I’m one of those people with a beautiful hardwood floor in a finished basement that’s totally uneven and a disaster to level on. To illustrate my point, on the left, top surface is measured at the back of the layout room where ceiling is the lowest (and this is my reference height), and on the right measured at the blob around the column.
Gods of weather smiled upon me this morning by granting me couple of hours before rain, just enough to finish the peninsula blob and fill the gaps that were remaining from yesterday. The benchwork now looks ready to receive the roadbed and track…
Another productive weekend and although I did not get to finish everything, most of the subroadbed has been cut and fitted on the lower level. I did not get to cut the peninsula blob as I ran out of time.
Today marks a milestone achievement for the layout! All backdrops and uprights have been painted and the benchwork is ready for the next step.
After coming home today, I installed the last few twin track uprights on the peninsula head, completing the major portion of the benchwork. For the kicks, I put couple of brackets on to see what it all looks like together. And it looks good! My crazy idea with a wooden stud cut on angles worked out pretty well.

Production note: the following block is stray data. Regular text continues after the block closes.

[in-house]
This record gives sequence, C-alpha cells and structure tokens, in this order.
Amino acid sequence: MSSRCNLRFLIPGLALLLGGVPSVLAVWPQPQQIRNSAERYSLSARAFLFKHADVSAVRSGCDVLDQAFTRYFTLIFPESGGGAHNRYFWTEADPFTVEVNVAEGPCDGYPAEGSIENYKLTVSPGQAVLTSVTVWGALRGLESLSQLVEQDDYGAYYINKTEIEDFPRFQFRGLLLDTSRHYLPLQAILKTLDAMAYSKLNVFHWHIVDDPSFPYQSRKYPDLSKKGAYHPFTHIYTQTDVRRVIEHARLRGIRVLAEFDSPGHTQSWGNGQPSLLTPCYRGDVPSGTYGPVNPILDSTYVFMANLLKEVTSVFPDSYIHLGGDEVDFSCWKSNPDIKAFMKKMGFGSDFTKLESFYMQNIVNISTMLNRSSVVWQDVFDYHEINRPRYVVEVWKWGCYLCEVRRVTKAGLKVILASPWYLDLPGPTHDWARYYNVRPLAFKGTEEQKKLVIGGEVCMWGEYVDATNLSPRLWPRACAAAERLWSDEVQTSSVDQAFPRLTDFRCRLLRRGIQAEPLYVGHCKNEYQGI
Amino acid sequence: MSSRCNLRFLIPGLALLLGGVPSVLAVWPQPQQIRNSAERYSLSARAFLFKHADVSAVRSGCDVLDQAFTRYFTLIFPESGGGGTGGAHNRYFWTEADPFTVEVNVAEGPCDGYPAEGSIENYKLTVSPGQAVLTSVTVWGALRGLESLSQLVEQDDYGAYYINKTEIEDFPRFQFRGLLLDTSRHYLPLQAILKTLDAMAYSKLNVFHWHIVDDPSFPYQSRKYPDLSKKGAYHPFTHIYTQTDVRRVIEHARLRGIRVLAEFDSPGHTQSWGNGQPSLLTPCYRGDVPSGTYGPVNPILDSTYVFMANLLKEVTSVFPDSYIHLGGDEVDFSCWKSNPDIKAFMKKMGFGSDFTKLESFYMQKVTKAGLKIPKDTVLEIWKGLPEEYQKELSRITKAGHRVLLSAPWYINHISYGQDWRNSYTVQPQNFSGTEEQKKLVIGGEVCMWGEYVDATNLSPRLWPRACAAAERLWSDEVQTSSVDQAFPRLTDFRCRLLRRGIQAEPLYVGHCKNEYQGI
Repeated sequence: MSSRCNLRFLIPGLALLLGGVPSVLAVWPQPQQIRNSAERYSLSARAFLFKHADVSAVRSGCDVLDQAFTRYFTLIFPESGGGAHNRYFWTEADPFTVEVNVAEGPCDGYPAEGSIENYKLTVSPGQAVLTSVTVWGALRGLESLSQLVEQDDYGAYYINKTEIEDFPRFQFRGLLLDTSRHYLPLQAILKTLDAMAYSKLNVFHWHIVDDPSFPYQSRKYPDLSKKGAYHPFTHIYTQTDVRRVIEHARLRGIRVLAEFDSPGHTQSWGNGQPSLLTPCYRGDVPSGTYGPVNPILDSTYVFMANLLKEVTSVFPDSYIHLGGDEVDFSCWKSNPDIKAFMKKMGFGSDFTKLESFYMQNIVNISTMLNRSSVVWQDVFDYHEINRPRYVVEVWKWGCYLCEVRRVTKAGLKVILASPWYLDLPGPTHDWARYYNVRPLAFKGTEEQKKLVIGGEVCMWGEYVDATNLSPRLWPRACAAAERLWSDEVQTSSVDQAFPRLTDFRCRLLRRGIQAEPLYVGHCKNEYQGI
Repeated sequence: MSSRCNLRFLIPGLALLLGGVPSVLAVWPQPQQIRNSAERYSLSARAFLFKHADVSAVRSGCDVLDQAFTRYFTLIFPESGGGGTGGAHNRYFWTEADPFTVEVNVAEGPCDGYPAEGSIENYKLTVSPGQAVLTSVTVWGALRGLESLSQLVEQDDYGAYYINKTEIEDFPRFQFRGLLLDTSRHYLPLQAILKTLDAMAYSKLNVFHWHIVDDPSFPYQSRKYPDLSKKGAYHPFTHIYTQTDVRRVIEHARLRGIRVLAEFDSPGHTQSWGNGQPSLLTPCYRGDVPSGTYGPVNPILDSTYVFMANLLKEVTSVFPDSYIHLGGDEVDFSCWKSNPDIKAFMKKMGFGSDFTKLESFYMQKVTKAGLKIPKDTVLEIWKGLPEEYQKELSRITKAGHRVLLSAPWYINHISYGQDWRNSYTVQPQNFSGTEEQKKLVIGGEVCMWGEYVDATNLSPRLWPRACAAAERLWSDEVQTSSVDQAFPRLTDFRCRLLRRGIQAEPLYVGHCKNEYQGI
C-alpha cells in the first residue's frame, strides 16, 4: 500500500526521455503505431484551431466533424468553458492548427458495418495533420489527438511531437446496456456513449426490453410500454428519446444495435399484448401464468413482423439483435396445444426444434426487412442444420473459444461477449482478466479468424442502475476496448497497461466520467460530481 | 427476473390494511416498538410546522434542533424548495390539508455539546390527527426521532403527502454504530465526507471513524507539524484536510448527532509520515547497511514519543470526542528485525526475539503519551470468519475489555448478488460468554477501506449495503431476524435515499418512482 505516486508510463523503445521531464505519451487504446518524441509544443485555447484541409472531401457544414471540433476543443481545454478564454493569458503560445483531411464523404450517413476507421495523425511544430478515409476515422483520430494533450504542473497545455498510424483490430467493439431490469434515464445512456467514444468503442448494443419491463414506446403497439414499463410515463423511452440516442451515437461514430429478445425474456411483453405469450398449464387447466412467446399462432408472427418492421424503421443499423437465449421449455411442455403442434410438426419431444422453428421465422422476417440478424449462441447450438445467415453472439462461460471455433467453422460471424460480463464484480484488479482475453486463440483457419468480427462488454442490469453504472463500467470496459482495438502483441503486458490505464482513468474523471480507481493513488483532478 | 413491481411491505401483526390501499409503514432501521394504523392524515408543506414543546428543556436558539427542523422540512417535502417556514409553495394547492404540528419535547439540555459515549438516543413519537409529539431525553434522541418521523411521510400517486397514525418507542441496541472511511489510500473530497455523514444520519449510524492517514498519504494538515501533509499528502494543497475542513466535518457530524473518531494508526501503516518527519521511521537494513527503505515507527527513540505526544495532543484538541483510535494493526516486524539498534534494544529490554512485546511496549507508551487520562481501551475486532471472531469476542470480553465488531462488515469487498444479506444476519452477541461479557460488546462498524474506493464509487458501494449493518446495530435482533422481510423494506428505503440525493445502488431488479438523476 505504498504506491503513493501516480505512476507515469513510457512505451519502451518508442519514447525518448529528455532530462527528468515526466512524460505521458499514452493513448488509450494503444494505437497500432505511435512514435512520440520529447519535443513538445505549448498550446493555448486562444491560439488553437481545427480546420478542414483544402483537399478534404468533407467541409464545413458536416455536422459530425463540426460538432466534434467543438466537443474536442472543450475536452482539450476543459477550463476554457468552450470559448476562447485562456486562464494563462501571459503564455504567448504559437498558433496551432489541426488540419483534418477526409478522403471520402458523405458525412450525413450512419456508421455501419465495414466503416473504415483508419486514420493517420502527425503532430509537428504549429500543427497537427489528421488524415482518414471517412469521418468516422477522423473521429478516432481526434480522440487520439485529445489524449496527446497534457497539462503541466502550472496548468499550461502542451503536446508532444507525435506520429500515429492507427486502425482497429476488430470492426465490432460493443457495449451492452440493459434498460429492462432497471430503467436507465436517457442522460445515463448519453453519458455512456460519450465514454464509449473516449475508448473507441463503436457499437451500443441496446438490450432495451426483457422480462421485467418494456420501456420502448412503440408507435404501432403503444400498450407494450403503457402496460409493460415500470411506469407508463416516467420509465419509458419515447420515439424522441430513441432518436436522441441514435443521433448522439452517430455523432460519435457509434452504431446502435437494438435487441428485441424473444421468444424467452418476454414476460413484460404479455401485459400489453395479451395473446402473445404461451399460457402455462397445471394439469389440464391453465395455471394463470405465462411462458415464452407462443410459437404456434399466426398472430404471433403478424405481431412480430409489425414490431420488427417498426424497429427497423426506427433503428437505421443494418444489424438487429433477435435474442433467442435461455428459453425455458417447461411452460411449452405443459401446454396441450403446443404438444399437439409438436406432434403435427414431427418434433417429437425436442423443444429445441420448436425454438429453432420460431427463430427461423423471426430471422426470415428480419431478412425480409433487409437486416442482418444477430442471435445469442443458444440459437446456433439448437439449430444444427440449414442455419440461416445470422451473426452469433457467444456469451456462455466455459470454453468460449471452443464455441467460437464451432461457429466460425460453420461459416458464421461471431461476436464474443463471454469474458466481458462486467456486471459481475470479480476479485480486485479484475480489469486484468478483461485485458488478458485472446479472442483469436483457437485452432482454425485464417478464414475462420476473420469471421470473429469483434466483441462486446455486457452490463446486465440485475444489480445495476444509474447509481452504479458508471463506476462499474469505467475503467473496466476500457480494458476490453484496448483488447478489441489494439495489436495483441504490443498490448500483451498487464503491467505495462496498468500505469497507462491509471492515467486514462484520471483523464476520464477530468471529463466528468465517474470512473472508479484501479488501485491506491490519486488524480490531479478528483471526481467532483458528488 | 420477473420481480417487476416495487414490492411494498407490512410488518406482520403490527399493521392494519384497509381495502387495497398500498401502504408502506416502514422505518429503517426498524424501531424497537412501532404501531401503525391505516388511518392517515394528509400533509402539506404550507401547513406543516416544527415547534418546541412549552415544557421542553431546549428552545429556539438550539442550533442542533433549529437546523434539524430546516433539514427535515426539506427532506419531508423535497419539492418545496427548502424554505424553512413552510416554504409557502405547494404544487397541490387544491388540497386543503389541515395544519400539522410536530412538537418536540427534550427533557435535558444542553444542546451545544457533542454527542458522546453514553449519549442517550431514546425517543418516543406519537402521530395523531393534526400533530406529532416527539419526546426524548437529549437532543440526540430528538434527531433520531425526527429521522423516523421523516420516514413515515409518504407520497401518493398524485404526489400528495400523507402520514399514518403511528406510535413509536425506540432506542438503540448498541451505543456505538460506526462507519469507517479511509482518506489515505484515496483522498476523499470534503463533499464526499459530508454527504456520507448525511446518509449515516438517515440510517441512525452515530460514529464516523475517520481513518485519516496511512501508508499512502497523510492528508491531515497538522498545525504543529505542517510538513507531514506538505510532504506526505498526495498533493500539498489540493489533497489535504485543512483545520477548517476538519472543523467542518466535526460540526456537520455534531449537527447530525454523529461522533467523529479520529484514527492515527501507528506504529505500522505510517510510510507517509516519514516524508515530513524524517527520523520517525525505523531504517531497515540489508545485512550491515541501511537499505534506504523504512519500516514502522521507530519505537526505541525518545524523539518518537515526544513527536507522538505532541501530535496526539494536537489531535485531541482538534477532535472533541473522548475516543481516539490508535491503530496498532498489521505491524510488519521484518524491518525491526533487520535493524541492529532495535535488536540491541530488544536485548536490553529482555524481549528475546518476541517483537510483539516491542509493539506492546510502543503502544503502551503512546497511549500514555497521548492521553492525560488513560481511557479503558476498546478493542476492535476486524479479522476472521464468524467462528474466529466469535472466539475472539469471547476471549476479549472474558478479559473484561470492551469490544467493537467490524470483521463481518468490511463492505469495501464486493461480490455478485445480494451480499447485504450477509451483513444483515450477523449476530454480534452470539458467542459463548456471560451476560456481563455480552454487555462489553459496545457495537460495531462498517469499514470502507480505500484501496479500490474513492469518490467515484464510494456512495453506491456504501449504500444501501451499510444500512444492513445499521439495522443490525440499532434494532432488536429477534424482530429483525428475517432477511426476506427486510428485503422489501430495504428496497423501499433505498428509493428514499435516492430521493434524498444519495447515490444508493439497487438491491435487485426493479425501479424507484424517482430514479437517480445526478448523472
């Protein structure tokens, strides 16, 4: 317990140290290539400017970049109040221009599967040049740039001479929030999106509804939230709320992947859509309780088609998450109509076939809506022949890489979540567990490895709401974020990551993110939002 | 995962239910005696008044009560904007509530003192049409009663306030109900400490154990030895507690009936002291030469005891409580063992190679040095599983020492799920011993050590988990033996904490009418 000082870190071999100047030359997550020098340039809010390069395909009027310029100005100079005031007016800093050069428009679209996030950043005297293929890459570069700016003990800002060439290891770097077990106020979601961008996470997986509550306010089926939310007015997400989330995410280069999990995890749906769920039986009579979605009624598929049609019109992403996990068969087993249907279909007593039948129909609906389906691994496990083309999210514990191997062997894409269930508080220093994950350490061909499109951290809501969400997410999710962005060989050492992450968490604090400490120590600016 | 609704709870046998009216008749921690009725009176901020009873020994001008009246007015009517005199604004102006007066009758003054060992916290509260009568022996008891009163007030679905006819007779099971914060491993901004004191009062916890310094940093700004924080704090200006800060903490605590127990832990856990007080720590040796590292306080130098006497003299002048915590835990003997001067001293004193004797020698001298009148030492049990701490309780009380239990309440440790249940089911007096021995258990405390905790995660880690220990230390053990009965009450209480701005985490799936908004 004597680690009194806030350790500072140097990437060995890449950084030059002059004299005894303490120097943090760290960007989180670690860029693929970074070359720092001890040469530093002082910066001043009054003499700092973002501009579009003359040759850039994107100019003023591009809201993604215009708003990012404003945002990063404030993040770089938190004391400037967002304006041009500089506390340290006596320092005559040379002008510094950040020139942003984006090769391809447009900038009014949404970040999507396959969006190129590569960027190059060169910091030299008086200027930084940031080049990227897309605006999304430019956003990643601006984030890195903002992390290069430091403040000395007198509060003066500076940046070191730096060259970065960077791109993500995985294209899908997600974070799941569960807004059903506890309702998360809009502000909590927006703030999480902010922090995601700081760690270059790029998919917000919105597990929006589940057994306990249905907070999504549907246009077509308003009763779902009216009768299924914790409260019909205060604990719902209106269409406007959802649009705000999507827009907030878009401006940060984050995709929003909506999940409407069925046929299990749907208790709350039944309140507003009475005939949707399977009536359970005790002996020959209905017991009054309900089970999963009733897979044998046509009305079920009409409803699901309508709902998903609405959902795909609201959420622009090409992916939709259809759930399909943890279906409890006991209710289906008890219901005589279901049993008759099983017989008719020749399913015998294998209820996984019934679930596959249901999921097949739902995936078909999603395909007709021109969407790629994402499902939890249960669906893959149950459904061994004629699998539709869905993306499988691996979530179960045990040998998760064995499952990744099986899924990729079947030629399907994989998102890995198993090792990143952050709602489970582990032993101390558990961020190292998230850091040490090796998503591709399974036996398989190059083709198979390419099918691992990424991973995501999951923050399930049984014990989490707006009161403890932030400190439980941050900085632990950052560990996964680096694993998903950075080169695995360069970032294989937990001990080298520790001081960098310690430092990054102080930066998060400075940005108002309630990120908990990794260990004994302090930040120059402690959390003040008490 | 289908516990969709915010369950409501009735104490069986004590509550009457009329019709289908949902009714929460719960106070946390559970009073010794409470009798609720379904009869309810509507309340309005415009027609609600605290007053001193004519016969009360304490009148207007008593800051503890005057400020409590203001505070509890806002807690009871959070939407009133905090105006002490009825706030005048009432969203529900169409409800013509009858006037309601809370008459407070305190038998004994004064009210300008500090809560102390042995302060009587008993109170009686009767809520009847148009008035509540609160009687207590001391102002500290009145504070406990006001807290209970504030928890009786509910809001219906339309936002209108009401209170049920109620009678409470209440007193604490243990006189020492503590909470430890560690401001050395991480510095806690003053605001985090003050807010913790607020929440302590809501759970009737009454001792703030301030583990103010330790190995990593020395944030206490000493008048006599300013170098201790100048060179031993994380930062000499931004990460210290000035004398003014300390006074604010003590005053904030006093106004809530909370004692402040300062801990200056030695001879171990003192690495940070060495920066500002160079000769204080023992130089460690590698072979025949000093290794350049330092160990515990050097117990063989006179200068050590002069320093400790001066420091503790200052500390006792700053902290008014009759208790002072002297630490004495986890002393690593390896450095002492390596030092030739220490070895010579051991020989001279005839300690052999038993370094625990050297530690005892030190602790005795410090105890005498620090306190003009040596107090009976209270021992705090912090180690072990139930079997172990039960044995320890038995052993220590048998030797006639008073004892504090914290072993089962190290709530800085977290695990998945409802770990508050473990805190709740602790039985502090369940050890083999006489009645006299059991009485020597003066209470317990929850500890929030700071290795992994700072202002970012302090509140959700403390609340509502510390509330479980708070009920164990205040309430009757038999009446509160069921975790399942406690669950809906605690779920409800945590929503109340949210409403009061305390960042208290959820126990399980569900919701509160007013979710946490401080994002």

If I was thinking in 3D space, I would’ve realized that Lockport sits below the normal benchwork height, which is a deliberate action on my part since it’s on the coast. Thus my original height for the uprights in that area was wrong because I couldn’t go any lower with brackets than the rest of the layout. So, off I went to pull 9 uprights out, and re-attach them at their new height. Had to fix the walls in the process, meh.
Oh and for future layouts, and to anyone building theirs using these uprights – you need to put something between the upright and the wall. A piece of 1/8″ hardboard will do, otherwise once you screw these tightly they will damage whatever surface they touch. A piece of hardboard in-between would prevent that. Live and learn on my part…